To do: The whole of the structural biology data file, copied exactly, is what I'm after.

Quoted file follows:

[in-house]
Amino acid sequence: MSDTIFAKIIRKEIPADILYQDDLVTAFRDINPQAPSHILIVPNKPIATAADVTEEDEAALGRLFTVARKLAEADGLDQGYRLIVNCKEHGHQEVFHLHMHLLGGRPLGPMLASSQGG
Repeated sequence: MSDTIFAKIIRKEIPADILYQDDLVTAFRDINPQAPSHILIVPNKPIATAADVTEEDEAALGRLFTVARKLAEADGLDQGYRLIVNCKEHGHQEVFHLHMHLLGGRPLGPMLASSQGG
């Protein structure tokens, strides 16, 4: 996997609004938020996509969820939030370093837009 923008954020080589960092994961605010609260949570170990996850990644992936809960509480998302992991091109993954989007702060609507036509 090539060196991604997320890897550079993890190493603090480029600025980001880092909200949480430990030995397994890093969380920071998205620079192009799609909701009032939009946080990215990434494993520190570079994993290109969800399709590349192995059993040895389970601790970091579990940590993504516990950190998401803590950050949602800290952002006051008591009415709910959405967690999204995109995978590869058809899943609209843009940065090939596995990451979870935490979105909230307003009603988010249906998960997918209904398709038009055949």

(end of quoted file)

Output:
[in-house]
Amino acid sequence: MSDTIFAKIIRKEIPADILYQDDLVTAFRDINPQAPSHILIVPNKPIATAADVTEEDEAALGRLFTVARKLAEADGLDQGYRLIVNCKEHGHQEVFHLHMHLLGGRPLGPMLASSQGG
Repeated sequence: MSDTIFAKIIRKEIPADILYQDDLVTAFRDINPQAPSHILIVPNKPIATAADVTEEDEAALGRLFTVARKLAEADGLDQGYRLIVNCKEHGHQEVFHLHMHLLGGRPLGPMLASSQGG
């Protein structure tokens, strides 16, 4: 996997609004938020996509969820939030370093837009 923008954020080589960092994961605010609260949570170990996850990644992936809960509480998302992991091109993954989007702060609507036509 090539060196991604997320890897550079993890190493603090480029600025980001880092909200949480430990030995397994890093969380920071998205620079192009799609909701009032939009946080990215990434494993520190570079994993290109969800399709590349192995059993040895389970601790970091579990940590993504516990950190998401803590950050949602800290952002006051008591009415709910959405967690999204995109995978590869058809899943609209843009940065090939596995990451979870935490979105909230307003009603988010249906998960997918209904398709038009055949």